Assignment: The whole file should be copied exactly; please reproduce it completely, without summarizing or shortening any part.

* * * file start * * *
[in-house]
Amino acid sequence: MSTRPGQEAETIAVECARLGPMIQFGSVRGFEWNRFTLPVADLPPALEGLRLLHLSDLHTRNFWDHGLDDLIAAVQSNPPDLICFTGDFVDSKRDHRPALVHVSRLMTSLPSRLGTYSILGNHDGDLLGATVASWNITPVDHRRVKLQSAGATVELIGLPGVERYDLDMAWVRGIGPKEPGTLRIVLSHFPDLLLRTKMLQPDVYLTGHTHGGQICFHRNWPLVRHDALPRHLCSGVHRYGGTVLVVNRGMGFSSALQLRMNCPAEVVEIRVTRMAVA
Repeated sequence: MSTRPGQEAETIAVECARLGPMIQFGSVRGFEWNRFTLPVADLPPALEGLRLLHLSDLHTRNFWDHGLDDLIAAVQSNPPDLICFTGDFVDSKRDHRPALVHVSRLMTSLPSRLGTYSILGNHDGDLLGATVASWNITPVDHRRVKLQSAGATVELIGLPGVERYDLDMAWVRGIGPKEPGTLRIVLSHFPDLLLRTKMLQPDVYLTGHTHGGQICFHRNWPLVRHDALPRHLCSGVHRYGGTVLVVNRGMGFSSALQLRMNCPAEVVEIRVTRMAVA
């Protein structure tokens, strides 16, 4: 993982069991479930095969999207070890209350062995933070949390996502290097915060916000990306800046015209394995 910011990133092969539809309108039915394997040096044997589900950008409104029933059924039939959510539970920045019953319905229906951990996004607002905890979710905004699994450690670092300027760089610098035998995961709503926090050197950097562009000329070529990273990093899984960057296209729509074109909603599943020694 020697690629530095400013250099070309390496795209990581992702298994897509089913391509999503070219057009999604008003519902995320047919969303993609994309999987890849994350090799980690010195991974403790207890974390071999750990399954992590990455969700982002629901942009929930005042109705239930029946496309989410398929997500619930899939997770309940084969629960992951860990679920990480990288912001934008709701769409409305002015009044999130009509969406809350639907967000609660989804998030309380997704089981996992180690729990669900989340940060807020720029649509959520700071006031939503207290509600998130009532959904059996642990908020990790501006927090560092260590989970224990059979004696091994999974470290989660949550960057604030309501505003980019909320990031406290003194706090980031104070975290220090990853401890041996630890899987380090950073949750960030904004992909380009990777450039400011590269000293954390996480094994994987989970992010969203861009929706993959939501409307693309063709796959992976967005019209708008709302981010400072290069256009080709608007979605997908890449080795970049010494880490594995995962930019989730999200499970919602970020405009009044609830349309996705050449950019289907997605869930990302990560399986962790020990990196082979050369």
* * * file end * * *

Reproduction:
[in-house]
Amino acid sequence: MSTRPGQEAETIAVECARLGPMIQFGSVRGFEWNRFTLPVADLPPALEGLRLLHLSDLHTRNFWDHGLDDLIAAVQSNPPDLICFTGDFVDSKRDHRPALVHVSRLMTSLPSRLGTYSILGNHDGDLLGATVASWNITPVDHRRVKLQSAGATVELIGLPGVERYDLDMAWVRGIGPKEPGTLRIVLSHFPDLLLRTKMLQPDVYLTGHTHGGQICFHRNWPLVRHDALPRHLCSGVHRYGGTVLVVNRGMGFSSALQLRMNCPAEVVEIRVTRMAVA
Repeated sequence: MSTRPGQEAETIAVECARLGPMIQFGSVRGFEWNRFTLPVADLPPALEGLRLLHLSDLHTRNFWDHGLDDLIAAVQSNPPDLICFTGDFVDSKRDHRPALVHVSRLMTSLPSRLGTYSILGNHDGDLLGATVASWNITPVDHRRVKLQSAGATVELIGLPGVERYDLDMAWVRGIGPKEPGTLRIVLSHFPDLLLRTKMLQPDVYLTGHTHGGQICFHRNWPLVRHDALPRHLCSGVHRYGGTVLVVNRGMGFSSALQLRMNCPAEVVEIRVTRMAVA
């Protein structure tokens, strides 16, 4: 993982069991479930095969999207070890209350062995933070949390996502290097915060916000990306800046015209394995 910011990133092969539809309108039915394997040096044997589900950008409104029933059924039939959510539970920045019953319905229906951990996004607002905890979710905004699994450690670092300027760089610098035998995961709503926090050197950097562009000329070529990273990093899984960057296209729509074109909603599943020694 020697690629530095400013250099070309390496795209990581992702298994897509089913391509999503070219057009999604008003519902995320047919969303993609994309999987890849994350090799980690010195991974403790207890974390071999750990399954992590990455969700982002629901942009929930005042109705239930029946496309989410398929997500619930899939997770309940084969629960992951860990679920990480990288912001934008709701769409409305002015009044999130009509969406809350639907967000609660989804998030309380997704089981996992180690729990669900989340940060807020720029649509959520700071006031939503207290509600998130009532959904059996642990908020990790501006927090560092260590989970224990059979004696091994999974470290989660949550960057604030309501505003980019909320990031406290003194706090980031104070975290220090990853401890041996630890899987380090950073949750960030904004992909380009990777450039400011590269000293954390996480094994994987989970992010969203861009929706993959939501409307693309063709796959992976967005019209708008709302981010400072290069256009080709608007979605997908890449080795970049010494880490594995995962930019989730999200499970919602970020405009009044609830349309996705050449950019289907997605869930990302990560399986962790020990990196082979050369």